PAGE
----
19. Bud Black, Padres — Forget the “pitching coach trying to be a manager.” Now he’s simply a manager who used to be a pitching coach. Black has roster challenges that simply may not be overcome, but the reviews on him from opposing scouts are very favorable.
20. Robin Ventura, White Sox — Positive returns after one year for the anti-Ozzie Guillen. He has one of the best pitching coaches in baseball in Don Cooper, which certainly helps.
21. Mike Matheny, Cardinals — Has been able to fill Tony La Russa’s big shoes with a team that always seems to be in the hunt. Articulate, and communicates very well.
22. Ned Yost, Royals — Plenty of experience, and may finally have a roster he can contend with. A solid baseball man who has earned his stripes.
23. John Farrell, Red Sox — He’ll have to prove himself in Boston and, like Black, shed the pitching coach-turned-manager label. While some Toronto players were critical of him during a woeful 73-win 2012 season, he has won over his current Red Sox team. He’s smart and has a presence.
24. John Gibbons, Blue Jays — He had a .500 record in Toronto the first time around (2004-08) and in an unusual situation, the fiery Gibbons is back managing the same team.
25. Don Mattingly, Dodgers — He knows about high expectations, having been a Yankee for so long. These Dodgers have the highest expectations of just about any team in baseball. Mattingly has improved quite a bit from his first year.
26. Terry Collins, Mets — Another solid baseball man, who has had an unfortunate roster situation the past few years. With an infusion of younger talent, Collins should do well in grooming players.
27. Dale Sveum, Cubs — Management feels he’s done a great job. He lost 101 games in his rookie season, but there was little he could do about it. A baseball lifer, Sveum lives and breathes baseball.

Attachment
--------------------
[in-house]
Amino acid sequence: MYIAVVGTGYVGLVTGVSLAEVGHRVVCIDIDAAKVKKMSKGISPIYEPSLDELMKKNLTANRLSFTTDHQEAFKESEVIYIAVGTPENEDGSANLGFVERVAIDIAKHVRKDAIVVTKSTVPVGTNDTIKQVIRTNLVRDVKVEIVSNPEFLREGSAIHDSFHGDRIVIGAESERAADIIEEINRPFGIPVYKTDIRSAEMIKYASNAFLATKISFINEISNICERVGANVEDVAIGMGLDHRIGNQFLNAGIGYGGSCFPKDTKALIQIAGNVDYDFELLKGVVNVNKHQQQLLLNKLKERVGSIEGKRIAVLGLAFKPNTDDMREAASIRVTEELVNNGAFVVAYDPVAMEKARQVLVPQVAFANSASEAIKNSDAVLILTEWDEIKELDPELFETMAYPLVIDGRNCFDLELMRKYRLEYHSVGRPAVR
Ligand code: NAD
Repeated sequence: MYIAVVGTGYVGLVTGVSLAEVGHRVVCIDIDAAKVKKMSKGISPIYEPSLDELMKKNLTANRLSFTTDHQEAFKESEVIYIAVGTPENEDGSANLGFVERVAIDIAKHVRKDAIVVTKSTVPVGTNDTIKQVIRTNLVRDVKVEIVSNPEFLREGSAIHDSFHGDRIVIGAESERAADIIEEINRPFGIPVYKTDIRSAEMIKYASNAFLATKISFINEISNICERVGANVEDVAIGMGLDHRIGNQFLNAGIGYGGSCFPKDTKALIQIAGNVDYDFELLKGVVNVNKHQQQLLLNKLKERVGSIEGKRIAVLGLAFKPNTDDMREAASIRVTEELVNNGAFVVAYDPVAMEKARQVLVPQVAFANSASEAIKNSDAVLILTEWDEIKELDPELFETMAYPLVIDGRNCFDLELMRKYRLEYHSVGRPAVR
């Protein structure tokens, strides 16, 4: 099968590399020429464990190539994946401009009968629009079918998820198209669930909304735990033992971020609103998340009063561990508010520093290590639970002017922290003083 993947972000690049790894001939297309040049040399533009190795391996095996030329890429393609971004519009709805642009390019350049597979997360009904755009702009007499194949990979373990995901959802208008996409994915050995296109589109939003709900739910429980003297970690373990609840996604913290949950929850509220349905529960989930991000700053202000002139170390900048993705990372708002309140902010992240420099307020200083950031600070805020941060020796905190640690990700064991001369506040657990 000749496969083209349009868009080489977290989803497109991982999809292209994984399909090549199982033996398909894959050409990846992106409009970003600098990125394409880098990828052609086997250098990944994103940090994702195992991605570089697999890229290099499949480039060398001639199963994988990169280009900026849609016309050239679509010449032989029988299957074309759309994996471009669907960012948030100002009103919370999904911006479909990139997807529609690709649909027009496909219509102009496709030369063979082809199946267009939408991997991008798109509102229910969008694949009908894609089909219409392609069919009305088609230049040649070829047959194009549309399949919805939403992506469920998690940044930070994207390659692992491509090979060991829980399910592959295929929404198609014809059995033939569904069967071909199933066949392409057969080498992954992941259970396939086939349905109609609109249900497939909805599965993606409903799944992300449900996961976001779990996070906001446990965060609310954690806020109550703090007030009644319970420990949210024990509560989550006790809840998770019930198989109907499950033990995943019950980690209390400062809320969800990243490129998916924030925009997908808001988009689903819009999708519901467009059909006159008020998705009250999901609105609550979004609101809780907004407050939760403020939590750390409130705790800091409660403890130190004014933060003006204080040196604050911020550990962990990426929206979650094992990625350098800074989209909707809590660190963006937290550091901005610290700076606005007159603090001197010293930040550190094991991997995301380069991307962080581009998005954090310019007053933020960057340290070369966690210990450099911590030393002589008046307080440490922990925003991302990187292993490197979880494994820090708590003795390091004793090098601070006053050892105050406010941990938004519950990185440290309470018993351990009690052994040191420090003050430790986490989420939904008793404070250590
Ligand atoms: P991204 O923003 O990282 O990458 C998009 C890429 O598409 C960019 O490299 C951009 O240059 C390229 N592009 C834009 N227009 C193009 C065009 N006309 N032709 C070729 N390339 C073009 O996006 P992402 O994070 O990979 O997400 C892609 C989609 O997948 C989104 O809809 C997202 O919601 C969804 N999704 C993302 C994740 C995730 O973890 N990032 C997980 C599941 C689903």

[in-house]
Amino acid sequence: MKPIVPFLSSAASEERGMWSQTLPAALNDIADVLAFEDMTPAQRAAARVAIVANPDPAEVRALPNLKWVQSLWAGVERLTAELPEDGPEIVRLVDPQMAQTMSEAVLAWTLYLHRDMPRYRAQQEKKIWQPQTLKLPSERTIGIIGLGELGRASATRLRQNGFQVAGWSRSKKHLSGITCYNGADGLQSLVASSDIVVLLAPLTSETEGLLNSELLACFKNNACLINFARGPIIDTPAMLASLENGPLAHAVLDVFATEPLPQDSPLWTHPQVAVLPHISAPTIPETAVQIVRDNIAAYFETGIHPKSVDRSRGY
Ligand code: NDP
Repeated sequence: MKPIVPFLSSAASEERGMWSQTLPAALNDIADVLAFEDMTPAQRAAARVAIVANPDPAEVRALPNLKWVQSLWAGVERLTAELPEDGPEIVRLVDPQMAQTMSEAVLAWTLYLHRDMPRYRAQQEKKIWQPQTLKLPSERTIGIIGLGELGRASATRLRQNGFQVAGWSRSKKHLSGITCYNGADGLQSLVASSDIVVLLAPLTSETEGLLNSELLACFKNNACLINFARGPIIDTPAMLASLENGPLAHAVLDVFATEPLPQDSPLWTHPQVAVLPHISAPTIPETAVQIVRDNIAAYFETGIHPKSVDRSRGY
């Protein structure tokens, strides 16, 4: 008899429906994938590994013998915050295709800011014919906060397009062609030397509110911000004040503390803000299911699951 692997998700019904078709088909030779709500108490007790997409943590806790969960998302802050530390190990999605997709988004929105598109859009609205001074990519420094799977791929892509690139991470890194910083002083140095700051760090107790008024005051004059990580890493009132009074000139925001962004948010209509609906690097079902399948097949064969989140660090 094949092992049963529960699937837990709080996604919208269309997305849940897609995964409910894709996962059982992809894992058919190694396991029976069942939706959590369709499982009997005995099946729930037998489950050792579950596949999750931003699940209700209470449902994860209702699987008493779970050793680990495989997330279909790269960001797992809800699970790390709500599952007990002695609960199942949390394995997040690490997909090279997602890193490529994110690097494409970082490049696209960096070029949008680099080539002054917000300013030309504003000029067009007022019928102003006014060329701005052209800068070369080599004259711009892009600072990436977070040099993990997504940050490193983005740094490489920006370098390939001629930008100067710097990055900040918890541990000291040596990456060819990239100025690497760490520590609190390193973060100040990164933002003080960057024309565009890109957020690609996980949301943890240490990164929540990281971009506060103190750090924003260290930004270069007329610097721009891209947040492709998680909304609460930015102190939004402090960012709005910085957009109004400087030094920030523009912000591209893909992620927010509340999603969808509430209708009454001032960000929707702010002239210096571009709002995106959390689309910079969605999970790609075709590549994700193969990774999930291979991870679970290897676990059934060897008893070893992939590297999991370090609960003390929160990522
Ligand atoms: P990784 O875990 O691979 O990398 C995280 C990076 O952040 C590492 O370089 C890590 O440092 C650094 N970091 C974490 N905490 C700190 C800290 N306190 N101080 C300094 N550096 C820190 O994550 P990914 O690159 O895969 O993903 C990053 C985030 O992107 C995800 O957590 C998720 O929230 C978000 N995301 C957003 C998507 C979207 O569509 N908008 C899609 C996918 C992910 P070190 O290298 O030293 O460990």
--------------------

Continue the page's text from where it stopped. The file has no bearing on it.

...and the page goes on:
28. Bo Porter, Astros — Energetic and tough. Good traits to lead a young team.
29. Mike Redmond, Marlins — Excellent track record in Jays minor league system.
30. Walt Weiss, Rockies — After several years as a special assistant in Colorado, Weiss took some time away from the game but was lured back to take the managing job.
Apropos of something
Manny Acta hopes to follow Buck Showalter, Bobby Valentine, and Terry Francona by reentering the managerial ranks after working as an ESPN analyst. Acta, only 44 years old, has been fired in two difficult settings — Washington (before it got good) and Cleveland (last season).
He took on the broadcast role because, he said, “I felt I needed to step back from it after six years and see it from a different vantage point. Six years of being with rebuilding teams takes its toll. My goal is to manage again, but in the right situation where the team has a chance to be a contender.”
Acta has another full-time job: general manager of the Licey team in the Dominican winter league. Licey is a proud franchise with a rich history (22 Dominican titles, 10 Caribbean World Series titles) but has fallen on hard times, and Acta has been hired to rebuild the franchise with high-quality players. He is touring spring training sites trying to solidify commitments from players for next season, and will soon be in Red Sox camp to take Rubby De La Rosa out for dinner.
Asked about being a GM in the majors someday, Acta said, “I don’t think so. I’m a manager. That’s what I want to do.
“I could be the batboy as long as I’m around the game, but managing is something I hope to be able to continue at some point. I’m still relatively young and have learned from the two experiences in the major leagues.